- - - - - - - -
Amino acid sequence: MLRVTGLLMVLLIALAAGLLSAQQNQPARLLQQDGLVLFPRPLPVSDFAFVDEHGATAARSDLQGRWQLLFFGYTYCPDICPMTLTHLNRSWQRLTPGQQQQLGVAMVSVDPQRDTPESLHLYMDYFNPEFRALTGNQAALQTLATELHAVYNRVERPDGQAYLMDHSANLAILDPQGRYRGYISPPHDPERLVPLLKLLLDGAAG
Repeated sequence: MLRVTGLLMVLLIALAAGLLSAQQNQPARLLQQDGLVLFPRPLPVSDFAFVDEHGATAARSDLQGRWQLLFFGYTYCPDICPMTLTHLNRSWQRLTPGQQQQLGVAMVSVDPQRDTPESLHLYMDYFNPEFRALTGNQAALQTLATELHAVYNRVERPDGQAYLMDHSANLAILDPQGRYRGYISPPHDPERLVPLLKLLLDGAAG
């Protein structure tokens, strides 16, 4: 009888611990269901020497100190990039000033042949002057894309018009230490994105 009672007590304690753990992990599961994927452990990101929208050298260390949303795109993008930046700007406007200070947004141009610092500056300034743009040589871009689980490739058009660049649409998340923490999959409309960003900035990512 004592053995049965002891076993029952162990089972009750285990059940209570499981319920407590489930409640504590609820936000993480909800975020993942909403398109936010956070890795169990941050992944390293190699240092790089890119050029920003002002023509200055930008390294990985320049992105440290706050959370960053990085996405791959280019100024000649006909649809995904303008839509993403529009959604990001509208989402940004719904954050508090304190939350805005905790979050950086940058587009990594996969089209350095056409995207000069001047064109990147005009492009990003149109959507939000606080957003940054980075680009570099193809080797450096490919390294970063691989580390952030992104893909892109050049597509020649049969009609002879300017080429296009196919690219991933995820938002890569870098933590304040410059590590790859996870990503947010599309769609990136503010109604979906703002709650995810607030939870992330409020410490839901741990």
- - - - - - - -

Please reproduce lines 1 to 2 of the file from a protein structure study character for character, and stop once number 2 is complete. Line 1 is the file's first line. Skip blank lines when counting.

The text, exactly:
Amino acid sequence: MLRVTGLLMVLLIALAAGLLSAQQNQPARLLQQDGLVLFPRPLPVSDFAFVDEHGATAARSDLQGRWQLLFFGYTYCPDICPMTLTHLNRSWQRLTPGQQQQLGVAMVSVDPQRDTPESLHLYMDYFNPEFRALTGNQAALQTLATELHAVYNRVERPDGQAYLMDHSANLAILDPQGRYRGYISPPHDPERLVPLLKLLLDGAAG
Repeated sequence: MLRVTGLLMVLLIALAAGLLSAQQNQPARLLQQDGLVLFPRPLPVSDFAFVDEHGATAARSDLQGRWQLLFFGYTYCPDICPMTLTHLNRSWQRLTPGQQQQLGVAMVSVDPQRDTPESLHLYMDYFNPEFRALTGNQAALQTLATELHAVYNRVERPDGQAYLMDHSANLAILDPQGRYRGYISPPHDPERLVPLLKLLLDGAAG